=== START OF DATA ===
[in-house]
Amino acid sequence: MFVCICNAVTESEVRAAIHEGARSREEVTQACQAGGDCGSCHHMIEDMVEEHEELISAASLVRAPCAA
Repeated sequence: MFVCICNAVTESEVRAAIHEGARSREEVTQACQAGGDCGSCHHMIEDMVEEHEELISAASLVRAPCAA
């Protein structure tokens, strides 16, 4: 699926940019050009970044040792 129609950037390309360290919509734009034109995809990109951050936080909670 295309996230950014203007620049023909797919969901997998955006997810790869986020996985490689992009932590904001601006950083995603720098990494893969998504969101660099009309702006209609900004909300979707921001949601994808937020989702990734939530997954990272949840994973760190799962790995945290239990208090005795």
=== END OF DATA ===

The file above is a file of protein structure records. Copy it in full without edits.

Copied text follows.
[in-house]
Amino acid sequence: MFVCICNAVTESEVRAAIHEGARSREEVTQACQAGGDCGSCHHMIEDMVEEHEELISAASLVRAPCAA
Repeated sequence: MFVCICNAVTESEVRAAIHEGARSREEVTQACQAGGDCGSCHHMIEDMVEEHEELISAASLVRAPCAA
């Protein structure tokens, strides 16, 4: 699926940019050009970044040792 129609950037390309360290919509734009034109995809990109951050936080909670 295309996230950014203007620049023909797919969901997998955006997810790869986020996985490689992009932590904001601006950083995603720098990494893969998504969101660099009309702006209609900004909300979707921001949601994808937020989702990734939530997954990272949840994973760190799962790995945290239990208090005795």